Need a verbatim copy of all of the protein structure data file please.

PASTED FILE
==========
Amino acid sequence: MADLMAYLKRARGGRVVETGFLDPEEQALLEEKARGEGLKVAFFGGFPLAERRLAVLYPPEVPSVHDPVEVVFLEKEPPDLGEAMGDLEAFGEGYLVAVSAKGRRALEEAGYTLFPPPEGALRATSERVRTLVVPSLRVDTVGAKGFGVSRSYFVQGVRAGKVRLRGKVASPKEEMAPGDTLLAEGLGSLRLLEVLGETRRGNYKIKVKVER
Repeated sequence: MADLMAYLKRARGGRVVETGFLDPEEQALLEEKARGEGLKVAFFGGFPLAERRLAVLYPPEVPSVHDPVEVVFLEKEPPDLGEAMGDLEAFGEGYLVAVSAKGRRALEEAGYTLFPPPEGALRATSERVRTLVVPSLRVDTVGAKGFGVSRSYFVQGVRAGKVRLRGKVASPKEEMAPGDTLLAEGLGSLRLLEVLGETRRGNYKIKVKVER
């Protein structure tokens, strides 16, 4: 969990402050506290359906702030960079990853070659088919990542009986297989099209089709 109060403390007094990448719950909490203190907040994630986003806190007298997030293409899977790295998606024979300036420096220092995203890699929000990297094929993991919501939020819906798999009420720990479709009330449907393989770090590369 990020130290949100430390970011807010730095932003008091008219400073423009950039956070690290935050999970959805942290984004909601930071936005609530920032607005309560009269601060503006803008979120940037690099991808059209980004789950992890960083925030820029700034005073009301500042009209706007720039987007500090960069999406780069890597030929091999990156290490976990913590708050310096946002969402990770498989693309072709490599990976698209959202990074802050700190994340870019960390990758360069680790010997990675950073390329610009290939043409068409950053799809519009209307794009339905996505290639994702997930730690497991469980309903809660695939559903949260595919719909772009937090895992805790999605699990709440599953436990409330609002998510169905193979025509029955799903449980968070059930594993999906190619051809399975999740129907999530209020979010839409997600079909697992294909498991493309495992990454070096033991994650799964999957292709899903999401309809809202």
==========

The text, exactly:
Amino acid sequence: MADLMAYLKRARGGRVVETGFLDPEEQALLEEKARGEGLKVAFFGGFPLAERRLAVLYPPEVPSVHDPVEVVFLEKEPPDLGEAMGDLEAFGEGYLVAVSAKGRRALEEAGYTLFPPPEGALRATSERVRTLVVPSLRVDTVGAKGFGVSRSYFVQGVRAGKVRLRGKVASPKEEMAPGDTLLAEGLGSLRLLEVLGETRRGNYKIKVKVER
Repeated sequence: MADLMAYLKRARGGRVVETGFLDPEEQALLEEKARGEGLKVAFFGGFPLAERRLAVLYPPEVPSVHDPVEVVFLEKEPPDLGEAMGDLEAFGEGYLVAVSAKGRRALEEAGYTLFPPPEGALRATSERVRTLVVPSLRVDTVGAKGFGVSRSYFVQGVRAGKVRLRGKVASPKEEMAPGDTLLAEGLGSLRLLEVLGETRRGNYKIKVKVER
């Protein structure tokens, strides 16, 4: 969990402050506290359906702030960079990853070659088919990542009986297989099209089709 109060403390007094990448719950909490203190907040994630986003806190007298997030293409899977790295998606024979300036420096220092995203890699929000990297094929993991919501939020819906798999009420720990479709009330449907393989770090590369 990020130290949100430390970011807010730095932003008091008219400073423009950039956070690290935050999970959805942290984004909601930071936005609530920032607005309560009269601060503006803008979120940037690099991808059209980004789950992890960083925030820029700034005073009301500042009209706007720039987007500090960069999406780069890597030929091999990156290490976990913590708050310096946002969402990770498989693309072709490599990976698209959202990074802050700190994340870019960390990758360069680790010997990675950073390329610009290939043409068409950053799809519009209307794009339905996505290639994702997930730690497991469980309903809660695939559903949260595919719909772009937090895992805790999605699990709440599953436990409330609002998510169905193979025509029955799903449980968070059930594993999906190619051809399975999740129907999530209020979010839409997600079909697992294909498991493309495992990454070096033991994650799964999957292709899903999401309809809202």